Making a chair – Design

Designing the piece is usually the most interesting part for me. I ran through a few sketches and then went to the computer.

What I wanted is probably a bit pedestrian. I do tend toward the simple I suppose. Also, this is an exercise in joinery more than art.

For some education I got out a book on beds by Jeff Miller. One of his projects tied in closely with my intent, so that book served as a reference of sorts.

First up I drew in the legs. I gave them a 10 degree lean on the back. Where the back meets the seat I put in a flat section. The bottom of the legs kick out backwards also.

Along the back of the leg I put a pronounced arc. On the front then I rounded off where the lean on the legs transitions into the flat section that butts up to the stretcher. Sketchup makes a series of lines where arcs are formed to the model isn’t that pretty to look at.

The rear stretcher is flush with the front of the back legs. The side stretchers splay out. I just put in rectangular legs to begin with.


I then replaced the front legs with a mirror image of the back legs. These were then cropped to be flush with the stretchers.


I tried to put in a lower stretcher with a 1/8″ reveal from the edge of the leg but I found that a stretcher in this position can never have a truly parallel reveal on account of the leg angles splaying out. I’m sure a straight stretcher in this position would look just fine in real life, but I would know that it didn’t line up perfectly. Not to mention the compound tenons this would include would be a bear to mark out. I figured I’d cross that bridge when I got to it by marking off each leg in place.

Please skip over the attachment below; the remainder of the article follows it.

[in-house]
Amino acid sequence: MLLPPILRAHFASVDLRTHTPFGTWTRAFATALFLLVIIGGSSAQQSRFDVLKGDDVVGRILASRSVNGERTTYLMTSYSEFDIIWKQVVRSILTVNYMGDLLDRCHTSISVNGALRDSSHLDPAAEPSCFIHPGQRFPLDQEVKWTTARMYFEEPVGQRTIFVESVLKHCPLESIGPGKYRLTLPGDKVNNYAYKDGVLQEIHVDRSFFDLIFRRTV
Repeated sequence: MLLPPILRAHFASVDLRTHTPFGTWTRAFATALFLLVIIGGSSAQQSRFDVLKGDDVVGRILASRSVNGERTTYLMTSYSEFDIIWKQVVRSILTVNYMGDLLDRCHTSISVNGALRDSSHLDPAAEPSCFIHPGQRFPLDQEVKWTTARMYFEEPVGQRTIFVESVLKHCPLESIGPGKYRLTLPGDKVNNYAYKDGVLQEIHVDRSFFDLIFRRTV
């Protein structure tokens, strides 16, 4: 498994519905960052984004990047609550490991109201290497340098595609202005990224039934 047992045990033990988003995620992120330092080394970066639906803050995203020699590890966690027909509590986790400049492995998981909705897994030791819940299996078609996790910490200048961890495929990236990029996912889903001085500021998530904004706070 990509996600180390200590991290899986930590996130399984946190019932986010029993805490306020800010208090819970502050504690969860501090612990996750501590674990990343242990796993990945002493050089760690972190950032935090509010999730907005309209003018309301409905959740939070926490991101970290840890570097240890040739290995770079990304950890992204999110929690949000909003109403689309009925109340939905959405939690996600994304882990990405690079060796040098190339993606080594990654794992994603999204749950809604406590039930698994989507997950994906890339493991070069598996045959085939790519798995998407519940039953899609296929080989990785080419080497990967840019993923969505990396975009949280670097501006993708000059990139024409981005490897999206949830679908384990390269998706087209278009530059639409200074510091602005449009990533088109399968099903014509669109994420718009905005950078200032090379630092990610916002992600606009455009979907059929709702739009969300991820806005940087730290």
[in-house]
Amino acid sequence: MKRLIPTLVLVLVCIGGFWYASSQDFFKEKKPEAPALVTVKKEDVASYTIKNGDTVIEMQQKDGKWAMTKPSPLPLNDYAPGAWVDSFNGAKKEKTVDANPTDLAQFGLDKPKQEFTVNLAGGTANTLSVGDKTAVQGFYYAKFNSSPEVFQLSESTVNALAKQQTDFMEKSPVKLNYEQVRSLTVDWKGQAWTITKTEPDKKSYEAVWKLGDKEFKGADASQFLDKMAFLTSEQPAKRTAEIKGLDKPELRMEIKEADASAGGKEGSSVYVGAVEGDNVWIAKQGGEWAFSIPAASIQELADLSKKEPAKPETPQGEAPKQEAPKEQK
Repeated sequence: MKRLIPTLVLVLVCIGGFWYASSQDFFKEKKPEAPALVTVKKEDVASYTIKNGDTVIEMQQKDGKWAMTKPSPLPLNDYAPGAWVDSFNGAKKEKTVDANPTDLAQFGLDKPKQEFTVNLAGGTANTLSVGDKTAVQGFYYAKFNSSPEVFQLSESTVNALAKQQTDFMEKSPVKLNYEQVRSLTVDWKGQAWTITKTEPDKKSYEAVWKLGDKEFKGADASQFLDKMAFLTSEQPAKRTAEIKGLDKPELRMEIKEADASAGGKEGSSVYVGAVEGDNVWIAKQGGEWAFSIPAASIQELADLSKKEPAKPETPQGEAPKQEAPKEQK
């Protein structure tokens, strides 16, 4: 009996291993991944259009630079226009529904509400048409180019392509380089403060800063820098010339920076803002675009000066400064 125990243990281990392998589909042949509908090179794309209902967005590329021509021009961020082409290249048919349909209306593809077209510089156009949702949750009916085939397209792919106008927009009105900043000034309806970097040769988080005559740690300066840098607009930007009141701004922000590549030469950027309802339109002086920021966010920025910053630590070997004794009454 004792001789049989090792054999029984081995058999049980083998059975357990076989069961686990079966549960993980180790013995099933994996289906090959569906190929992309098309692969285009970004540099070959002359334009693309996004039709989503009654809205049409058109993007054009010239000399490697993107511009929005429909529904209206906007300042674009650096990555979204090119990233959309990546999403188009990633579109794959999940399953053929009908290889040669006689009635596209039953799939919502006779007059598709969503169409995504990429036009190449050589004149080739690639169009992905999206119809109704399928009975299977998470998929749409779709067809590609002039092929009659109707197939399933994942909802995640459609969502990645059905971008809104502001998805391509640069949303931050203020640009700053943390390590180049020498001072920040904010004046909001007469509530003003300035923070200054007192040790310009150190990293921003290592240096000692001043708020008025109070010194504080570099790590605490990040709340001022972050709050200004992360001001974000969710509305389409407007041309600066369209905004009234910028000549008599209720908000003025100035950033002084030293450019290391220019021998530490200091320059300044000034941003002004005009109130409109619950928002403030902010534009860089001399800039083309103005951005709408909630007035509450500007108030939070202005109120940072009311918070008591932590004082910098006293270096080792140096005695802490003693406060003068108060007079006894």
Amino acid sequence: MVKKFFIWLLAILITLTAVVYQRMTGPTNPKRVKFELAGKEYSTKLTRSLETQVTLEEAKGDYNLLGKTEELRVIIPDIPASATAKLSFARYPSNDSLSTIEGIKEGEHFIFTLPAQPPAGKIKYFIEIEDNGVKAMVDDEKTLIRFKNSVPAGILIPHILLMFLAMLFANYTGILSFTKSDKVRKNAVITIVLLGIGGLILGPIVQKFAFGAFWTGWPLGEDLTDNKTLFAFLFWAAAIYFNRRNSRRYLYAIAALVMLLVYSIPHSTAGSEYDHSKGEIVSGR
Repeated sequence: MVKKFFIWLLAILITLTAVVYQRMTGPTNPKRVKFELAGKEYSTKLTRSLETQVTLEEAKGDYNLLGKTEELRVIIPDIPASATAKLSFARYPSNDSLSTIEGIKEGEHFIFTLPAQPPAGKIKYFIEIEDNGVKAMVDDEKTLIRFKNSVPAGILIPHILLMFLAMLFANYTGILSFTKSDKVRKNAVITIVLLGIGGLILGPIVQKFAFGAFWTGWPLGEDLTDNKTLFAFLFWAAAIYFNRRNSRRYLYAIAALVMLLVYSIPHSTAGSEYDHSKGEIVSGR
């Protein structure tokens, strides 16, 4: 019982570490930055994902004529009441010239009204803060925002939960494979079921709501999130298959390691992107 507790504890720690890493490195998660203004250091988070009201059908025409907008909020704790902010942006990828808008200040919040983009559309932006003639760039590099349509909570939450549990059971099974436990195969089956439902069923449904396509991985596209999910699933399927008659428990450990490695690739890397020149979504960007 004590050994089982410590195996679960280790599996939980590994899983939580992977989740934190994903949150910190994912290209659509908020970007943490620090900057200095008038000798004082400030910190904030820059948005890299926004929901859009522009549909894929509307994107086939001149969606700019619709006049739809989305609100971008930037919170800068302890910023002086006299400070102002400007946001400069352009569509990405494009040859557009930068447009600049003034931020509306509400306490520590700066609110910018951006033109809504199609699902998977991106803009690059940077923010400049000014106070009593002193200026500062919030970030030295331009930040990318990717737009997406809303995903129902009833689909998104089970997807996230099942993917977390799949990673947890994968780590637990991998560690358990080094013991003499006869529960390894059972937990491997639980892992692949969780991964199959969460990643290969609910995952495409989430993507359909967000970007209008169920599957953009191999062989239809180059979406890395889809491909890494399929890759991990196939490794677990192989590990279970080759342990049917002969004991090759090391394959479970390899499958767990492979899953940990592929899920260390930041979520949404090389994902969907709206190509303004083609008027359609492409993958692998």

I toyed with a stretcher that had a crank or dog-leg shape to it. Each end could come out straight and then snake around until it met the other leg in a straight line.


Here it is in the model


Also I tried to see what the chair would look like with dowels. Not too shabby. The back rails look too big.


How about with no lower stretchers? Simpler again. Or easier to make.


With the major parts figured out, I saved a version of the model for measuring. Within Sketchup I moved the parts around to see how they might get arranged on some lumber.

Here you can see how they parts relate to a 2×8, a couple of 2x4s and a sheet of plywood. With this, I was ready to make a shopping list and go buy some wood.


Next up: Cutting up some wood


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